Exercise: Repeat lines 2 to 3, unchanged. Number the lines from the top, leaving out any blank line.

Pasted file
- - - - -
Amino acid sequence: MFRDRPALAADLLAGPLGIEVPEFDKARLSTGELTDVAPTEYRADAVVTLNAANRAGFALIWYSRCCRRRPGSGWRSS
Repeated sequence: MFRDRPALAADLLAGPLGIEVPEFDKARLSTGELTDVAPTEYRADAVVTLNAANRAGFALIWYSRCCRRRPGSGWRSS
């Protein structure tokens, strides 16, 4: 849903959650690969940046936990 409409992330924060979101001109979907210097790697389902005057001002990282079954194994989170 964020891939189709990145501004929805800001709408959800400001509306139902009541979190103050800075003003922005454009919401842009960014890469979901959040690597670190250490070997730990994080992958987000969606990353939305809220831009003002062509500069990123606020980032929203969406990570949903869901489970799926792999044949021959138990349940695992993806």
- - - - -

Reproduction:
Repeated sequence: MFRDRPALAADLLAGPLGIEVPEFDKARLSTGELTDVAPTEYRADAVVTLNAANRAGFALIWYSRCCRRRPGSGWRSS
């Protein structure tokens, strides 16, 4: 849903959650690969940046936990 409409992330924060979101001109979907210097790697389902005057001002990282079954194994989170 964020891939189709990145501004929805800001709408959800400001509306139902009541979190103050800075003003922005454009919401842009960014890469979901959040690597670190250490070997730990994080992958987000969606990353939305809220831009003002062509500069990123606020980032929203969406990570949903869901489970799926792999044949021959138990349940695992993806």